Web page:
This is a beautifully written and extremely thought-provoking book where poetry mixes with technical wonders against the tragic background of war. Set in the 1930s and 1940s in France and Germany, the novel follows two characters: a blind French girl, Marie-Laure, whose father, Daniel, works at the Paris museum as a locksmith, and Werner, a German orphan who, because of his amazing technical ability, wins a place at the National Political Institute of Education at Schulpforta. Although Werner is hoping to be able to develop his technical skills and involve himself in maths and science, the Institute is in reality a place where youth are educated to be faithful to the Nazi cause.


Paris is occupied and Marie-Laure and her father flee to Saint-Malo where they find a temporary safe haven with Marie-Laure's great-uncle. Her father is eventually captured, Marie-Laure becomes involved in the resistance, and finally, during the Allied bombing of Saint-Malo, she and Werner meet.

Fairy stories, legends and Jules Verne's wonderful Twenty Thousand Leagues Under the Sea are woven into, and around, the atrocities and the waste of war, while the wonder of technical discovery and life itself, in all its different representations, are pivotal to the novel. In short, it is a story about the doing the right thing when it is difficult to know just what is right and what is wrong.

Photo of Anthony Doerr from www.theguardian.com
 
Although comprising more than 500 pages, it is a book that is difficult to put down; each short chapter spurring the reader to find out what happens next. My only comment on the negative side would be that there are some words and expressions, which though completely acceptable in modern-day America, tend to stand out uncomfortably when uttered by a European from the 1940s. Beautiful, sad, thrilling, moving and definitely thought-provoking, it can be possibly summed up in the words of Werner's sister, Jutta: 'Is it right to do something only because everyone else is doing it?'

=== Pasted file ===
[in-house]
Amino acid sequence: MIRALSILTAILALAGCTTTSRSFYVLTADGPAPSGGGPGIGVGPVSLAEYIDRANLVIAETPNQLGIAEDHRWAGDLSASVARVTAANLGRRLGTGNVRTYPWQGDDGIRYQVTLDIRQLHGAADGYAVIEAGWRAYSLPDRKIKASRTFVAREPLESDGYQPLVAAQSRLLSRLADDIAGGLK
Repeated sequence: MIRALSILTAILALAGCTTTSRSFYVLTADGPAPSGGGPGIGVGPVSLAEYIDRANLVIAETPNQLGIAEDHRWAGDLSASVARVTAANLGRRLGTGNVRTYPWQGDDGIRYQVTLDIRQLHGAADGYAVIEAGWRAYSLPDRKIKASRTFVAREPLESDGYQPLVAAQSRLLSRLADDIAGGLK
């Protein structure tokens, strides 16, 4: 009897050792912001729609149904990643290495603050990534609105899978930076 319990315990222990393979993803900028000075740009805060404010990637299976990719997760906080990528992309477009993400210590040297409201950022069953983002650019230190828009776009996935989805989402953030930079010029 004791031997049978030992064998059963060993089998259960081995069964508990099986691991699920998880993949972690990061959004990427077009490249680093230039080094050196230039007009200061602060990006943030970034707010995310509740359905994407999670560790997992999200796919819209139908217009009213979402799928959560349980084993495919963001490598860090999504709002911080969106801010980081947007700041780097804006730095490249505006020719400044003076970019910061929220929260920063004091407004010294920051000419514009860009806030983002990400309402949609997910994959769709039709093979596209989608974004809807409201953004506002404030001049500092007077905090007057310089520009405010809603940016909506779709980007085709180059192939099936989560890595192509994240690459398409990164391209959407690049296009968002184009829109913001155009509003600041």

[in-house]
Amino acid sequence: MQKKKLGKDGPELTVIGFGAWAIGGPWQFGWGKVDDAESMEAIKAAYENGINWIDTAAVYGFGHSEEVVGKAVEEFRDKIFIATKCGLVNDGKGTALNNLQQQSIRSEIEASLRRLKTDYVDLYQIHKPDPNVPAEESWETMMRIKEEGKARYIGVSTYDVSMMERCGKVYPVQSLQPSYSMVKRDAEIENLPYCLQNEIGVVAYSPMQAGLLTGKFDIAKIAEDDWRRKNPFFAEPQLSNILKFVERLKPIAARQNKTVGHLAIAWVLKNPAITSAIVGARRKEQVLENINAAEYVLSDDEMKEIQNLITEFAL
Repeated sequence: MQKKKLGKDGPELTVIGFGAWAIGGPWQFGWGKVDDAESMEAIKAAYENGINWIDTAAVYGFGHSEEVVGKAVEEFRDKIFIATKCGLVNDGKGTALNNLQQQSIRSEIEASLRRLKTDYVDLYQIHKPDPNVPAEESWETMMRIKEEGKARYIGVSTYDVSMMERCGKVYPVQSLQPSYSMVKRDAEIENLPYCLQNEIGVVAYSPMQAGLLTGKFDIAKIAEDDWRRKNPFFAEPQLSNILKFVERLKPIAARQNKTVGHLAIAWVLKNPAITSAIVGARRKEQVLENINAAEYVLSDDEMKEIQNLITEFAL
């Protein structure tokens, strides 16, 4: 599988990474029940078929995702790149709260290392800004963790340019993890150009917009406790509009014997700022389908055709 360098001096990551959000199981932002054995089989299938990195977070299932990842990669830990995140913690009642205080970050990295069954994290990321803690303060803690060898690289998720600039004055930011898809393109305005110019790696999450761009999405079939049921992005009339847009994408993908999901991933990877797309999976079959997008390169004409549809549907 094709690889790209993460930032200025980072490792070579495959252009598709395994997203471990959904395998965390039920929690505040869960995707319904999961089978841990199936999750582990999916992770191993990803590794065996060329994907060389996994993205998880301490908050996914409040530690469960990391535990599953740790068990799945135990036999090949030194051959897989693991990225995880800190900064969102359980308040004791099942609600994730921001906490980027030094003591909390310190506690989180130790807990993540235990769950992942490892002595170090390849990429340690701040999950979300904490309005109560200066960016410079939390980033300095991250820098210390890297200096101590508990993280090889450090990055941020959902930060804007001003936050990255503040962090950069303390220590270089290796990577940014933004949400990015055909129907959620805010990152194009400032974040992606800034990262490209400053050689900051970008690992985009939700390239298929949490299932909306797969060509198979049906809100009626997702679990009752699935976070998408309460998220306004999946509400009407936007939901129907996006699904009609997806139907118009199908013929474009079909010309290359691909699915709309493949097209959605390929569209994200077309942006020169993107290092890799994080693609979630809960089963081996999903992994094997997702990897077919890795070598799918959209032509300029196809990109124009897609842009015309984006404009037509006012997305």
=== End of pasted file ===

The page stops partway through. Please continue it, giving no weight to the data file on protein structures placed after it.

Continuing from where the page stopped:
07 June 2016

The Black Death by Philip Ziegler, UK, 1997


This is an extremely informative text book on the plague that swept through Europe and England in the late 1340s. Ziegler looks at the causes and then traces the spread of the plague across Europe and into England. He examines not only the immediate effects of such a holocaust but also the far-reaching effects on society, politics, religion and education.